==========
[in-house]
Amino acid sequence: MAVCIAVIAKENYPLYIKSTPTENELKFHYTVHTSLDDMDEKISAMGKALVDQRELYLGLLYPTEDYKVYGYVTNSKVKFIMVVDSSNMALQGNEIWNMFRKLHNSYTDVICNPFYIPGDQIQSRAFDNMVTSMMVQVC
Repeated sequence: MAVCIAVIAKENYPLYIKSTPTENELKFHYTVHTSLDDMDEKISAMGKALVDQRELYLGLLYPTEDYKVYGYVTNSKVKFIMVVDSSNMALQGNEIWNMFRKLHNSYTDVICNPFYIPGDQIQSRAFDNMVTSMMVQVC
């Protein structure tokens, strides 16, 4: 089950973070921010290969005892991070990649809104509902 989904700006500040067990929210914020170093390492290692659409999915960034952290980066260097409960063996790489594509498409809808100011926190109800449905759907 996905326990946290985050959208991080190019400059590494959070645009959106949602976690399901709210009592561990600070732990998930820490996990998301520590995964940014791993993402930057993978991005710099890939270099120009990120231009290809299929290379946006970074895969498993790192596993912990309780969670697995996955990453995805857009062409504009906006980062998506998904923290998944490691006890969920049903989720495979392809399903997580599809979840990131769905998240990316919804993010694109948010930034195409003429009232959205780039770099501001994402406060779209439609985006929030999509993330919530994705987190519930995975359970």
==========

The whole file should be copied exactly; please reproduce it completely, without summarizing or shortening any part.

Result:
[in-house]
Amino acid sequence: MAVCIAVIAKENYPLYIKSTPTENELKFHYTVHTSLDDMDEKISAMGKALVDQRELYLGLLYPTEDYKVYGYVTNSKVKFIMVVDSSNMALQGNEIWNMFRKLHNSYTDVICNPFYIPGDQIQSRAFDNMVTSMMVQVC
Repeated sequence: MAVCIAVIAKENYPLYIKSTPTENELKFHYTVHTSLDDMDEKISAMGKALVDQRELYLGLLYPTEDYKVYGYVTNSKVKFIMVVDSSNMALQGNEIWNMFRKLHNSYTDVICNPFYIPGDQIQSRAFDNMVTSMMVQVC
């Protein structure tokens, strides 16, 4: 089950973070921010290969005892991070990649809104509902 989904700006500040067990929210914020170093390492290692659409999915960034952290980066260097409960063996790489594509498409809808100011926190109800449905759907 996905326990946290985050959208991080190019400059590494959070645009959106949602976690399901709210009592561990600070732990998930820490996990998301520590995964940014791993993402930057993978991005710099890939270099120009990120231009290809299929290379946006970074895969498993790192596993912990309780969670697995996955990453995805857009062409504009906006980062998506998904923290998944490691006890969920049903989720495979392809399903997580599809979840990131769905998240990316919804993010694109948010930034195409003429009232959205780039770099501001994402406060779209439609985006929030999509993330919530994705987190519930995975359970």